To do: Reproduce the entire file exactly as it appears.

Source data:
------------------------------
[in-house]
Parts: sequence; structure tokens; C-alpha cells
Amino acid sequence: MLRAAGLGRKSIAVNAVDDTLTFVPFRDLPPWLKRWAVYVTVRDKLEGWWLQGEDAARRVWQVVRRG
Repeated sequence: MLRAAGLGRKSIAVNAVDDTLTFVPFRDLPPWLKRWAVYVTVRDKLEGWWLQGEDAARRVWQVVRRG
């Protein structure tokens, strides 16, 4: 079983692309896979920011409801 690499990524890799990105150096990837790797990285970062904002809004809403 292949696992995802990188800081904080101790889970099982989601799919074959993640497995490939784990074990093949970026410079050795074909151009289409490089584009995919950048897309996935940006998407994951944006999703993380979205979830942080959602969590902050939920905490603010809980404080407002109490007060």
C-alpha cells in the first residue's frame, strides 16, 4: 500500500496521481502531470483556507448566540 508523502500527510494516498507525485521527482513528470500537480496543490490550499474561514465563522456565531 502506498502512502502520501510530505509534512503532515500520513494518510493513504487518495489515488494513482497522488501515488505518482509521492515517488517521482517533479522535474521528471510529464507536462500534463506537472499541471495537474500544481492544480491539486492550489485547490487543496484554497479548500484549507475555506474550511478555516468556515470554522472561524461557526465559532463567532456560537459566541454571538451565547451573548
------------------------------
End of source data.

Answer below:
[in-house]
Parts: sequence; structure tokens; C-alpha cells
Amino acid sequence: MLRAAGLGRKSIAVNAVDDTLTFVPFRDLPPWLKRWAVYVTVRDKLEGWWLQGEDAARRVWQVVRRG
Repeated sequence: MLRAAGLGRKSIAVNAVDDTLTFVPFRDLPPWLKRWAVYVTVRDKLEGWWLQGEDAARRVWQVVRRG
């Protein structure tokens, strides 16, 4: 079983692309896979920011409801 690499990524890799990105150096990837790797990285970062904002809004809403 292949696992995802990188800081904080101790889970099982989601799919074959993640497995490939784990074990093949970026410079050795074909151009289409490089584009995919950048897309996935940006998407994951944006999703993380979205979830942080959602969590902050939920905490603010809980404080407002109490007060």
C-alpha cells in the first residue's frame, strides 16, 4: 500500500496521481502531470483556507448566540 508523502500527510494516498507525485521527482513528470500537480496543490490550499474561514465563522456565531 502506498502512502502520501510530505509534512503532515500520513494518510493513504487518495489515488494513482497522488501515488505518482509521492515517488517521482517533479522535474521528471510529464507536462500534463506537472499541471495537474500544481492544480491539486492550489485547490487543496484554497479548500484549507475555506474550511478555516468556515470554522472561524461557526465559532463567532456560537459566541454571538451565547451573548